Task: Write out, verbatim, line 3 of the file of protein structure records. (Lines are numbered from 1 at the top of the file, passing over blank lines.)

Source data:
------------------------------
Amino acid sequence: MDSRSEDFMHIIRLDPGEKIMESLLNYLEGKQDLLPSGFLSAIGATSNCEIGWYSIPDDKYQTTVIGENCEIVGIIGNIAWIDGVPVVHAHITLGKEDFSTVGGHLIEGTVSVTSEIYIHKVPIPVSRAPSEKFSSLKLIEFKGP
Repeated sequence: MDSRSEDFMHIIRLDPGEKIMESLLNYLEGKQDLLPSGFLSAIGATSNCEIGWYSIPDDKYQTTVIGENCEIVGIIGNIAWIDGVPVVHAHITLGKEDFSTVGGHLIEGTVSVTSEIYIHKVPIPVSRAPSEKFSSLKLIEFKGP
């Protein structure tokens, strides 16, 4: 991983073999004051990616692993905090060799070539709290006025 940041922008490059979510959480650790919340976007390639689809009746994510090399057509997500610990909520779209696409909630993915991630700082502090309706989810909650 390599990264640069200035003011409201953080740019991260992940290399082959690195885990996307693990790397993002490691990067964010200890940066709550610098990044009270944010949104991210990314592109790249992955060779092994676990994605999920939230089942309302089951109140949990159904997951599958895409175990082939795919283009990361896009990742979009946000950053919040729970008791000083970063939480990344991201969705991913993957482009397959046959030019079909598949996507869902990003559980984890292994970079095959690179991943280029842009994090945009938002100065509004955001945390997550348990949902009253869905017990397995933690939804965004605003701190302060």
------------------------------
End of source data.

């Protein structure tokens, strides 16, 4: 991983073999004051990616692993905090060799070539709290006025 940041922008490059979510959480650790919340976007390639689809009746994510090399057509997500610990909520779209696409909630993915991630700082502090309706989810909650 390599990264640069200035003011409201953080740019991260992940290399082959690195885990996307693990790397993002490691990067964010200890940066709550610098990044009270944010949104991210990314592109790249992955060779092994676990994605999920939230089942309302089951109140949990159904997951599958895409175990082939795919283009990361896009990742979009946000950053919040729970008791000083970063939480990344991201969705991913993957482009397959046959030019079909598949996507869902990003559980984890292994970079095959690179991943280029842009994090945009938002100065509004955001945390997550348990949902009253869905017990397995933690939804965004605003701190302060």